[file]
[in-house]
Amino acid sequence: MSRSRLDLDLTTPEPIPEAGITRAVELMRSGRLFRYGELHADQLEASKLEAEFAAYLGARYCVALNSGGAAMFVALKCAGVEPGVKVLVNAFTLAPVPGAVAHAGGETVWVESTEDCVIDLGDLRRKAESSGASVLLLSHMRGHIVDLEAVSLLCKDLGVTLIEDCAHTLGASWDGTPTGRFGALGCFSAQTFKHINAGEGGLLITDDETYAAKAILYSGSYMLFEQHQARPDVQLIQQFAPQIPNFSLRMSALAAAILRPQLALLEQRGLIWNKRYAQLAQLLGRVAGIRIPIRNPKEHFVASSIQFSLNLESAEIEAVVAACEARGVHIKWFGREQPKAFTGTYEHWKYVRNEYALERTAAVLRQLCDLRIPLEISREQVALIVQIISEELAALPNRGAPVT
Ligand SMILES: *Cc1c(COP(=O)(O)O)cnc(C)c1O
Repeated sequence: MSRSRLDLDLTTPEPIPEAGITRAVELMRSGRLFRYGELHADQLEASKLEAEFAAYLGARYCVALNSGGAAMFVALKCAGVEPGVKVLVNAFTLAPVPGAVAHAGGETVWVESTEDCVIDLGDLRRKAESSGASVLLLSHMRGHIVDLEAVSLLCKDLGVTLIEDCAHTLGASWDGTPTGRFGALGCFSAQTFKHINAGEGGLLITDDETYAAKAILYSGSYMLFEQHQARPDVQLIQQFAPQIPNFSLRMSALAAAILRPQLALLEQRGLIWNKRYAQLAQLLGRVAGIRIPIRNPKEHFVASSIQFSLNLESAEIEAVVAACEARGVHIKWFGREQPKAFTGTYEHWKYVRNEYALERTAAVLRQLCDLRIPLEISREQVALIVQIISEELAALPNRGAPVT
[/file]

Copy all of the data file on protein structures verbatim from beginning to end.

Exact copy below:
[in-house]
Amino acid sequence: MSRSRLDLDLTTPEPIPEAGITRAVELMRSGRLFRYGELHADQLEASKLEAEFAAYLGARYCVALNSGGAAMFVALKCAGVEPGVKVLVNAFTLAPVPGAVAHAGGETVWVESTEDCVIDLGDLRRKAESSGASVLLLSHMRGHIVDLEAVSLLCKDLGVTLIEDCAHTLGASWDGTPTGRFGALGCFSAQTFKHINAGEGGLLITDDETYAAKAILYSGSYMLFEQHQARPDVQLIQQFAPQIPNFSLRMSALAAAILRPQLALLEQRGLIWNKRYAQLAQLLGRVAGIRIPIRNPKEHFVASSIQFSLNLESAEIEAVVAACEARGVHIKWFGREQPKAFTGTYEHWKYVRNEYALERTAAVLRQLCDLRIPLEISREQVALIVQIISEELAALPNRGAPVT
Ligand SMILES: *Cc1c(COP(=O)(O)O)cnc(C)c1O
Repeated sequence: MSRSRLDLDLTTPEPIPEAGITRAVELMRSGRLFRYGELHADQLEASKLEAEFAAYLGARYCVALNSGGAAMFVALKCAGVEPGVKVLVNAFTLAPVPGAVAHAGGETVWVESTEDCVIDLGDLRRKAESSGASVLLLSHMRGHIVDLEAVSLLCKDLGVTLIEDCAHTLGASWDGTPTGRFGALGCFSAQTFKHINAGEGGLLITDDETYAAKAILYSGSYMLFEQHQARPDVQLIQQFAPQIPNFSLRMSALAAAILRPQLALLEQRGLIWNKRYAQLAQLLGRVAGIRIPIRNPKEHFVASSIQFSLNLESAEIEAVVAACEARGVHIKWFGREQPKAFTGTYEHWKYVRNEYALERTAAVLRQLCDLRIPLEISREQVALIVQIISEELAALPNRGAPVT